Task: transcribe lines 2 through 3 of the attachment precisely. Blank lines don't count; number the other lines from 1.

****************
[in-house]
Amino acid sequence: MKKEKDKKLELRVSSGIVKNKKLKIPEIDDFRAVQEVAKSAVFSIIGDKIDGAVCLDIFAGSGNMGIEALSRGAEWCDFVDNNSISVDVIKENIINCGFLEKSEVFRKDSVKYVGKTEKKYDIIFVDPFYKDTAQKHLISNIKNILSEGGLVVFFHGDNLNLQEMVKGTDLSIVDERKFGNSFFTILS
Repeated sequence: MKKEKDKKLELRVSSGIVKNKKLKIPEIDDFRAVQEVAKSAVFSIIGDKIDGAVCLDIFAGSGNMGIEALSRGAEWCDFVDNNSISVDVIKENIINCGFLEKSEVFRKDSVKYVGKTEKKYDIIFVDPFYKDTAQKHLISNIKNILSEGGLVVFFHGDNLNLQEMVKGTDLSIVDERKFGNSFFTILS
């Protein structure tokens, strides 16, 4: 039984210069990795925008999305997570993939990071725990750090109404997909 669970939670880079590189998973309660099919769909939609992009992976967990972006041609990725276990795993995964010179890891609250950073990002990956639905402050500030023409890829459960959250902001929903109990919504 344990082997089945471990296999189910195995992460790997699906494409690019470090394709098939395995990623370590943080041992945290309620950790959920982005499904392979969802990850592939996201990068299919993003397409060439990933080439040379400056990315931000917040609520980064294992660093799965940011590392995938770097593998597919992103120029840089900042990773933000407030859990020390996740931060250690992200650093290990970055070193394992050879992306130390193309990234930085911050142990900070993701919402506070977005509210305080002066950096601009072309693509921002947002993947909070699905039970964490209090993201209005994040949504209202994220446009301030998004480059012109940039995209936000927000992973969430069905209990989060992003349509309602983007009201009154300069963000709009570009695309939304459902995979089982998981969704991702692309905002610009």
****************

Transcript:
Amino acid sequence: MKKEKDKKLELRVSSGIVKNKKLKIPEIDDFRAVQEVAKSAVFSIIGDKIDGAVCLDIFAGSGNMGIEALSRGAEWCDFVDNNSISVDVIKENIINCGFLEKSEVFRKDSVKYVGKTEKKYDIIFVDPFYKDTAQKHLISNIKNILSEGGLVVFFHGDNLNLQEMVKGTDLSIVDERKFGNSFFTILS
Repeated sequence: MKKEKDKKLELRVSSGIVKNKKLKIPEIDDFRAVQEVAKSAVFSIIGDKIDGAVCLDIFAGSGNMGIEALSRGAEWCDFVDNNSISVDVIKENIINCGFLEKSEVFRKDSVKYVGKTEKKYDIIFVDPFYKDTAQKHLISNIKNILSEGGLVVFFHGDNLNLQEMVKGTDLSIVDERKFGNSFFTILS